The Florida State University is one of the nation's most prolific research institutions in the arts, according to rankings recently released by Science Watch that place Florida State third among the universities with the most published papers in the field of performing arts between 2003 and 2007.
The odds of contracting mad cow disease from banned or adulterated bovine protein lurking in raw or processed food for humans or meat-bone meal for livestock have declined over the past decade. So have the risks of purchasing fishy imposters billed as red snapper, ground beef that isn't all cow, or spoiled meat that doesn't look or smell bad … yet.
A Florida State University researcher has received a $1 million, five-year grant from the U.S. Department of Energy for a study that could lead to the design of better nuclear fuels and safer and more efficient reactors to generate nuclear power.
Florida State University Provost and Executive Vice President for Academic Affairs Lawrence G. Abele has won a top national award in recognition of his support of academic advising initiatives that have improved retention and graduation rates at the university.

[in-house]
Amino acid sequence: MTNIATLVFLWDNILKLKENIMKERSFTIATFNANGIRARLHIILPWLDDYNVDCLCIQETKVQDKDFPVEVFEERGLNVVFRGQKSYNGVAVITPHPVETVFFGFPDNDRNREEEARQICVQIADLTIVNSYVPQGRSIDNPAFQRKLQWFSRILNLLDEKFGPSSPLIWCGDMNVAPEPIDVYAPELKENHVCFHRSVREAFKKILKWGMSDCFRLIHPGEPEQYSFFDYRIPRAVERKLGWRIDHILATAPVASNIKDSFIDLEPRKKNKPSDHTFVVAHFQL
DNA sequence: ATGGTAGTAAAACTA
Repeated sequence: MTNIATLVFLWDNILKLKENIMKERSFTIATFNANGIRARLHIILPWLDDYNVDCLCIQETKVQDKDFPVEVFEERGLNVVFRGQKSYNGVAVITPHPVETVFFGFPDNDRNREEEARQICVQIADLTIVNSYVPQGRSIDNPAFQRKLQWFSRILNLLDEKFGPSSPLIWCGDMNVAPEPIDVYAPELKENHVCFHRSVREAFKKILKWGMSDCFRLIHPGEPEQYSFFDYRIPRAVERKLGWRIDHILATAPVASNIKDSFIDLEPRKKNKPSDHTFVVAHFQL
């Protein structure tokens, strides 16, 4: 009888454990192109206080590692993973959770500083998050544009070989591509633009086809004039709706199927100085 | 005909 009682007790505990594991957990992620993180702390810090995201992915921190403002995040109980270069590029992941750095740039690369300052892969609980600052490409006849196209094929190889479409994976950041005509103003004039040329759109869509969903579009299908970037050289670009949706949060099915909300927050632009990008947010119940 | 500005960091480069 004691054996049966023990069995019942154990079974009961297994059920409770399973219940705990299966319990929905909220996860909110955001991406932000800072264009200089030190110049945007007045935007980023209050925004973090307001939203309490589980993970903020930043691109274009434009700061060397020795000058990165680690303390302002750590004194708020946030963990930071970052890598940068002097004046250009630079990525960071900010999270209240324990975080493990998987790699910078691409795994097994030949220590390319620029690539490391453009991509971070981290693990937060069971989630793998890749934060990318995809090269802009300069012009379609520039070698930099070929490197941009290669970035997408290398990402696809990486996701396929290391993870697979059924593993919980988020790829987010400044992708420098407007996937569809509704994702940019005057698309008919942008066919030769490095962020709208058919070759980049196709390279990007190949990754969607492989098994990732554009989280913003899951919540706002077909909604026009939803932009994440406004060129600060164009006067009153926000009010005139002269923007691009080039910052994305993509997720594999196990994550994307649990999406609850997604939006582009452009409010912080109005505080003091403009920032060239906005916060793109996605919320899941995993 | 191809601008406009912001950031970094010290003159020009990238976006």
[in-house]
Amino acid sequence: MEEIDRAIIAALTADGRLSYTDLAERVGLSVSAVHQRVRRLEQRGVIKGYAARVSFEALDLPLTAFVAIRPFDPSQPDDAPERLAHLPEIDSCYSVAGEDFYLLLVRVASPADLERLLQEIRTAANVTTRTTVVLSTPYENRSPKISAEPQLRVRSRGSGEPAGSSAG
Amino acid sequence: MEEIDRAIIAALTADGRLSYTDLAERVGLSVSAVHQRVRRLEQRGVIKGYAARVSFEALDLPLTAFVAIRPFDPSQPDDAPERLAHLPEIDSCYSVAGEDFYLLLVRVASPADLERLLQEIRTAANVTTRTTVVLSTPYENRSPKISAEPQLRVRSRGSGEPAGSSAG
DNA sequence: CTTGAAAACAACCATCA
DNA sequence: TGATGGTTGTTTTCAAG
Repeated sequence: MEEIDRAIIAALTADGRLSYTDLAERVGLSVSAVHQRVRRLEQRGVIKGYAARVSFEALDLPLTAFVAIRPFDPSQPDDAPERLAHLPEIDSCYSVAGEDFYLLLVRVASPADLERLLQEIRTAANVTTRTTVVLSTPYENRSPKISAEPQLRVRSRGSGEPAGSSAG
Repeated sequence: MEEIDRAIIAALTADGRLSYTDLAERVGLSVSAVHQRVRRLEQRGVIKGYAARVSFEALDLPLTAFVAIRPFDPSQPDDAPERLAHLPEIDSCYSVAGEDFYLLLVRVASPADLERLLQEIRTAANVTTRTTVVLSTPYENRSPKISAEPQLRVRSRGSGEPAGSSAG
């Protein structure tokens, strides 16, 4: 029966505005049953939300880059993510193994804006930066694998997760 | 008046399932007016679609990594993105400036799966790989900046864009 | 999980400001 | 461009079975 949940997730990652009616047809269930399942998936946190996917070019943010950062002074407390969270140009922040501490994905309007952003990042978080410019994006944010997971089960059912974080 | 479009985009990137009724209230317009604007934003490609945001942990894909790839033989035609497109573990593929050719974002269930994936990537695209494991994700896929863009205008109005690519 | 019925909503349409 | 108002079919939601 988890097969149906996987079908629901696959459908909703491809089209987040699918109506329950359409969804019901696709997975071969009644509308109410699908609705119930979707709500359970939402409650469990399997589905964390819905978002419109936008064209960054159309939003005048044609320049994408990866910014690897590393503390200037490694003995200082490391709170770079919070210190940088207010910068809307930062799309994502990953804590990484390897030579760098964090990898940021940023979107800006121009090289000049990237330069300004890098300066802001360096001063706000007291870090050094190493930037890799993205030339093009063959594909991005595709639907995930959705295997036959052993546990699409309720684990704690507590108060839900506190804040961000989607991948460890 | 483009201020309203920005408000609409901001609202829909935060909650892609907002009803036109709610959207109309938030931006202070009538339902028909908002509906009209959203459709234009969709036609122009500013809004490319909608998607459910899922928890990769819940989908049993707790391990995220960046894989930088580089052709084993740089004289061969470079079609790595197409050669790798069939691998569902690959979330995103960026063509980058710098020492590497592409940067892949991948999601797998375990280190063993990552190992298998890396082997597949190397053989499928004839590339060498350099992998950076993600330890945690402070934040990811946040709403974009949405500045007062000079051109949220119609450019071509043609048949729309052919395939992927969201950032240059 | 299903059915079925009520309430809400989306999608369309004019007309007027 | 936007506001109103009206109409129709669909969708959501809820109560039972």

Florida State University's College of Medicine is the new home of a think tank created to coordinate Florida's efforts at curing diseases.
Reductions in the flow of the Apalachicola River have far-reaching effects that could prove detrimental to grouper and other reef fish populations in the northeastern Gulf of Mexico, according to a new Florida State University study that may provide new ammunition for states engaged in a nearly two-decade water war.
Florida State University's budget has been cut $82 million since 2007. Of that total, $56.6 million in cuts have yet to be made.
"What makes thunder?" "Why do frogs jump?" "What are we made of?"
Those are the sorts of questions that curious children often spring on unsuspecting schoolteachers — and that their teachers sometimes struggle to answer.
Boys who carry a particular variation of the gene Monoamine oxidase A (MAOA), sometimes called the "warrior gene," are more likely not only to join gangs but also to be among the most violent members and to use weapons, according to a new study from The Florida State University that is the first to confirm an MAOA link specifically to gangs and guns.
Informing men that a new vaccine to prevent human papillomavirus (HPV) would also help protect their female partners against developing cervical cancer from the sexually transmitted infection did not increase their interest in getting the vaccine, according to a new Florida State University study.